These ideas were echoed and in some cases elaborated upon by the CIHT. In its response to the consultation, it stated: ‘CIHT suggests that a consistent network also requires a sustained asset management and maintenance plan, otherwise there is the risk of a gradual diversion of standards and expectations of the network. There is a great deal of variation in the quality of locally managed roads which should be avoided as much as possible within the MRN and SRN.’
It also questioned whether the focus on enhancements and major renewals was ‘the best method of achieving the objectives and priorities of the MRN’.
‘Reducing congestion, improving journey reliability and supporting economic growth may all be better supported by a well applied asset management and road safety strategy rather than by focusing on new schemes.
‘This is also true from a fiscal perspective as the DfT states that RIS1 “showed that there can be significant value for money from maintenance and renewal schemes, with an average return of £13 for every £1 spent (Transport Investment Strategy, Page 28) which compares with a £4.5 to every £1 average return from RIS1 schemes (Transport Investment Strategy, Page 29)”.’
Both TAG and the CIHT have called for decision-making to be made a local level and rejected plans for competitive bidding around the fund. They also called for joined up working between local groups and departments to fully realise the potential of the MRN for unlocking housing, while warning against creating car-dependent communities through the MRN.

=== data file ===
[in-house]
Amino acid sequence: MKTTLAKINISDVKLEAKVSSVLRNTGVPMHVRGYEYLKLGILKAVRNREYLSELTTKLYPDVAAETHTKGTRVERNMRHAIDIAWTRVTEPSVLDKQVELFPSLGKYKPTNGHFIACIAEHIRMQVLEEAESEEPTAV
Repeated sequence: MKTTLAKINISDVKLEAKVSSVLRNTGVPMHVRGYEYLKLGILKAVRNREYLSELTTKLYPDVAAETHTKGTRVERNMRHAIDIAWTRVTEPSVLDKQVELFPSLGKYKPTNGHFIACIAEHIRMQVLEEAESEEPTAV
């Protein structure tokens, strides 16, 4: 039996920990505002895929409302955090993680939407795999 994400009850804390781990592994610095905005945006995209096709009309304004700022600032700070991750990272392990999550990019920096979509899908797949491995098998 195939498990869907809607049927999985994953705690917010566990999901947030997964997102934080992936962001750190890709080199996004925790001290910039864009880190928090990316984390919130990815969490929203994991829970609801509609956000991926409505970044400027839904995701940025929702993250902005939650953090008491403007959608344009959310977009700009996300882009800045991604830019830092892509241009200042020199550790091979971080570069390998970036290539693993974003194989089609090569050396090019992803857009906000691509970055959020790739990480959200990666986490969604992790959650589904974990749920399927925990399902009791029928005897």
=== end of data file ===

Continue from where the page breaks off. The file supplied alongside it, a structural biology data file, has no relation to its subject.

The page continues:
‘Proposals for MRN funding should include health impact assessments to ensure that they are not discouraging active travel and are achieving the potential to save money for the public sector overall rather than focusing on a narrowly defined purpose of transport,’ the CIHT said.
In terms of governance, concerns were raised about the capacity of sub-national transport bodies to draw up data-heavy evidence bases for MRN plans and the potential for political battles to creep into the allocation of MRN cash. The concept was originally intended as a way of putting roads management on a more evidence-based platform so as to address issues around funding, ensure a level playing field across the country and support equality between strategic and local roads.
However, it is important to state that this is early days. A response from the DfT could be coming this summer but the noises coming from within the department suggest that the MRN, if delivered, could develop over time. In short, this is the start of a process and it is likely to evolve.
To give some idea of where it could potentially lead, the CIHT also stated in its response: ‘CIHT believes that there is room for innovation and forward thinking in the funding of the road network.
‘Regional Evidence Bases may include evidence of land value uplift as a result of specific schemes, and develop proposals to take advantage of that through taxation to maintain the roads which create that value.
‘CIHT suggests that the assessment of the network’s overall condition and performance should be considered in terms of total expenditure (totex) rather than separating capital expenditure and operations expenditure. It is the overall finance envelope which should determine decision-making rather than at what stage money is spent.’
This point was made by the new TAG president, John Lamb, in his opening address to TAG’s annual conference in May. Is it possible the MRN could yet become a radical test bed for a new alignment of financing and strategy? Time will tell, but local leaders should not lose heart yet.